Sports is big business – but until now, when big business suffered, the sports industry was somewhat immune. Not anymore.
The spending sprees of the New York Yankees and the Abu Dhabi consortium that bought Manchester City and forked out $58 million for Brazilian superstar Robinho notwithstanding, the downturn in the global economy and the subsequent reduction in corporate sponsorships are affecting the games that we love to see.
When times get tough, the first thing to go in almost any business is the budget for public relations and marketing, and the cuts in these items are already being felt in those sports where corporate sponsorships play an extraordinary role and are a significant part of the operating costs.
Golf, motorsports (Formula 1, NASCAR), European football (soccer) and tennis are already feeling the pinch, including in some cases cancellation of major events or reductions in sponsorships and money prizes. But other sports that can rely more on season ticket holders and television revenue – that would include the "big 3" in America (football, baseball and basketball) – are also beginning to suffer from a reduction in income from corporate sponsors in terms of advertising and for corporate luxury items like front row seats and stadium suites.
When economies go into a downward spiral, the sports industry has generally NOT suffered nearly as much. In fact, sports have been surprisingly resilient: a recent report by a Baltimore-based investment banking firm, Moag & Co., found that between 1970 – 2008, during periods of bear markets or great uncertainty, professional sports consistently and significantly outperformed the broader markets.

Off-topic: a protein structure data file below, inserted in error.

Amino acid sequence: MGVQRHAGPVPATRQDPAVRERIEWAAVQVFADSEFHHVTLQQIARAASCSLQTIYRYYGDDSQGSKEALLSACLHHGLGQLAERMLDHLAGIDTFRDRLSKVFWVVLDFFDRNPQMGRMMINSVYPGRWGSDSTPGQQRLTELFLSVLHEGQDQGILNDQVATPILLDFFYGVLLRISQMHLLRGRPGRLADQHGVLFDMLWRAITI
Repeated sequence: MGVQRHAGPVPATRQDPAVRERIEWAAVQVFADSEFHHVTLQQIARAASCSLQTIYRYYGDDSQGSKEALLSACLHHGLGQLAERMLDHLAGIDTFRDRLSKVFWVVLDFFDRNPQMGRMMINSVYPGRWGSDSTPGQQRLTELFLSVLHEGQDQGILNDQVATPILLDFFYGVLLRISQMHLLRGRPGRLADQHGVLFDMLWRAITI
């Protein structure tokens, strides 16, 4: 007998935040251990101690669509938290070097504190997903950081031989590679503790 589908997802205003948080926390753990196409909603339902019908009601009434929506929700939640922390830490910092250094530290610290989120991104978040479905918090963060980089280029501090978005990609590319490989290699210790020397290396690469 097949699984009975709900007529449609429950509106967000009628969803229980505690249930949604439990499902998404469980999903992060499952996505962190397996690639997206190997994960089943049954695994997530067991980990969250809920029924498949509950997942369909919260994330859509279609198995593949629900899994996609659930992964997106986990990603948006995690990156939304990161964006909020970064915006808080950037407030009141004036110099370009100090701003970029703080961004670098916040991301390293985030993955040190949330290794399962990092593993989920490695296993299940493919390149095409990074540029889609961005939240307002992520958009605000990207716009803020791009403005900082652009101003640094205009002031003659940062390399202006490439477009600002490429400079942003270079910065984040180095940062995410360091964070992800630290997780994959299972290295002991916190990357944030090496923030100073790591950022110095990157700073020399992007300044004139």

But this time things seem to be a little different. Fortunately, the demand for sports, in the terminology of economists, is highly inelastic. Psychologically, people are loathe to give up on sports and their favorite teams. Even President-elect Obama has chimed in now several times on the need for a college football playoff.
The demand for tickets – especially for championship events - remains high. Scalpers/touters and their friends in the "secondary market" remain extremely active, though we are seeing some consolidation and increasing cooperation in the field as well as a decreasing demand for top-price seats at sporting events as well as concerts.
There does seem to be a decrease in ticket prices for less than top events - for example the recent announcement by the English Football Association that they are reducing prices for some national team games, including less attractive games against Slovakia, Ukraine and Andorra.